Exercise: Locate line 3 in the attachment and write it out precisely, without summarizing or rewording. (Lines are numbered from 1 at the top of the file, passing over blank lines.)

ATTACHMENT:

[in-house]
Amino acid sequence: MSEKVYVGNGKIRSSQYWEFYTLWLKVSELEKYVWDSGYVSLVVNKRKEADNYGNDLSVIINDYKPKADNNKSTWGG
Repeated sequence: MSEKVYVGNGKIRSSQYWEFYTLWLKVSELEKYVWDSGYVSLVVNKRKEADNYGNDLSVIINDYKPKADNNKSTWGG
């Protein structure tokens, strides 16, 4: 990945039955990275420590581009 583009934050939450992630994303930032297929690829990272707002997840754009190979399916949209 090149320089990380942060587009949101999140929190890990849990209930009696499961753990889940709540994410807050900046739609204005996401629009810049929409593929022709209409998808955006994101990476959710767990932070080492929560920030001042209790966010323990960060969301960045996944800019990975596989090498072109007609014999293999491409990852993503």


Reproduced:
Repeated sequence: MSEKVYVGNGKIRSSQYWEFYTLWLKVSELEKYVWDSGYVSLVVNKRKEADNYGNDLSVIINDYKPKADNNKSTWGG